Letter from a Hacker: The New Frontier of the IoT

November 1, 2017 Emily Davidson

Welcome to the (unsecured) Internet of Things (IoT). Companies are embracing Bring Your Own Device (BYOD) with open arms. Their device-laden employees plod to and from the office with app-loaded cell phones, smart watches, fitness bands and tablets ready to connect to your Wi-Fi routers.

What these well-intentioned-but-non-technical folk have little grasp on, is that these devices have blasted open a wild new frontier of exploitation for hackers like me.

WHENEVER SOCIETY GETS A NEW TOY, WE SEE A BEAUTIFUL DARK CLOUD OF EXPLOITATION FLOATING JUST AROUND THE CORNER

In the next 10 years, there will be more smart devices connected to the Internet than computers and mobile phones combined.

That makes the Internet of Things an exploding area of growth in consumer technology. It consists of connecting devices that you would never consider to be internet-enabled. Things like vending machines, digital signage, refrigerators and even cars. By embedding connectivity into these devices, much like you would connect a tablet to a 4G network, these devices instantly have a much broader and more useful life.

THE MORE THESE INFORMATION DEVICES COMMUNICATE, THE MORE BENEFITS THEY OFFER ME. I SHOULDN’T BE TELLING YOU THIS...

The sensors and platforms on connected devices were never designed (for the most part) to deal with people like me. With a traditional computer, I must work to breach encryption, intrusion detection and security event management barriers. However, these new devices don’t have a traditional OS.

Most manufacturers use the same hard-coded crypto or HTTPS keys for all of their IoT devices. This means that if I can get into one device, it’s possible to use bots to get into millions more. I no longer need to hack into the largest, most complicated and well protected networks to leave my mark.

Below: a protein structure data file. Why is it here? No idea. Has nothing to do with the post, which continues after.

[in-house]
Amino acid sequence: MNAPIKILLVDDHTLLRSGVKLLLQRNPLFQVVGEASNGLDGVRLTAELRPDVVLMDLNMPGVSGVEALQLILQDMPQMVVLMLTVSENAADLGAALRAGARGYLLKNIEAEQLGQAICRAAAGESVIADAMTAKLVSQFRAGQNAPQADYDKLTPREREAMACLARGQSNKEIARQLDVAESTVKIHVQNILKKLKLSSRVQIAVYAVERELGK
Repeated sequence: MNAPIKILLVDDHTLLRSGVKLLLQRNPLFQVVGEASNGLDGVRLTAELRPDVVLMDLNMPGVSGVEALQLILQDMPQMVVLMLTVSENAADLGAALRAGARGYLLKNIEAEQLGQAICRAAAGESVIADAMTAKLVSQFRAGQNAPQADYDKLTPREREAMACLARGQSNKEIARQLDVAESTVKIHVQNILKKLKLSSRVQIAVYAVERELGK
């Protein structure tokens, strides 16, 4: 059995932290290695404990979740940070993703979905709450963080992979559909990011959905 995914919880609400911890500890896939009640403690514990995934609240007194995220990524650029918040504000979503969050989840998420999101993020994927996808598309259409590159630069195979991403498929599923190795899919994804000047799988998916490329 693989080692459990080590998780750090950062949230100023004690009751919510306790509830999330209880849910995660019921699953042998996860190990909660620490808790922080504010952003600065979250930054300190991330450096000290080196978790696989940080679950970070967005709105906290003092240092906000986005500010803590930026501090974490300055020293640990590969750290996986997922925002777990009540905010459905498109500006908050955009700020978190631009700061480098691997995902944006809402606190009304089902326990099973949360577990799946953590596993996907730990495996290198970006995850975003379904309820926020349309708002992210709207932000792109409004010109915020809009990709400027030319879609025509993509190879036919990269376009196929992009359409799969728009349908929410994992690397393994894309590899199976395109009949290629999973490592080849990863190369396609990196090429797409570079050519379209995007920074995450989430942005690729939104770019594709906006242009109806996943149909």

Wait, it gets better. I don’t need to build a bot to control an IoT device myself. All I have to do is visit a Tor-based market like Alpha Bay and buy one; and that’s exactly how hackers brought down the web in September 2016.

THE MANUFACTURERS OF CONNECTED DEVICES PAY ZERO ATTENTION TO SECURITY

First, French hosting provider OVH was taken down by a Dedicated Denial of Service (DDoS) attack from a botnet called Mirai. Mirai’s bots took control of 152,000 compromised CCTV cameras and instructed them to send requests to OVH’s servers in a record-breaking DDoS attack that reached server bandwidth volumes of 1 Terabit per second (Tbps) – a new world record that completely shut down OVH and all the websites they host.

Then, in early October, a seller named loldongs posted an offer of 100,000 bots on Alpha Bay for $7,500 and boasted, “I can take down OVH easily.”

A few days later, Twitter, Amazon Web Services, Netflix, Spotify and other major web companies reported major outages experienced by their customers across North America. Was it Mirai? Did someone take down a handful of internet behemoths with an army of brainwashed IoT devices they purchased on the Dark Web? We don’t know yet - but if Mirai was up for sale recently and this hack looks like Mirai and it acts like Mirai... I’ll leave that assumption up to you.

WHEN’S THE LAST TIME YOU CHANGED THE PASSWORD ON YOUR HOME ROUTER?

What the majority of people need to understand is that the majority of IoT devices can and will get hacked by people like me. I don’t want to hack you in particular, I just want to borrow the computing power of your device for a while... And once I’m finished with it, I’ll sell it to someone else. Right now, this type of hack is so easy that I’d like to help you level the playing field...

First, and foremost, read the *&%^ manual of your connected device. It contains instructions on how to lock the device down. And take its advice on creating a strong password. Second, delete the apps you no longer use, and update the ones you do. Do that right now. Third, don’t rush through app and device set up prompts. You should understand what data is being collected, and how it’s being used. Lastly, use Google to search for recent hacks or vulnerabilities in your product, and make sure to include the manufacture date, batch number and software version.

I’ve already said too much. But I’ll leave you with this thought: As manufacturers create more advanced and connected technologies, ask yourself one thing: do you trust them?

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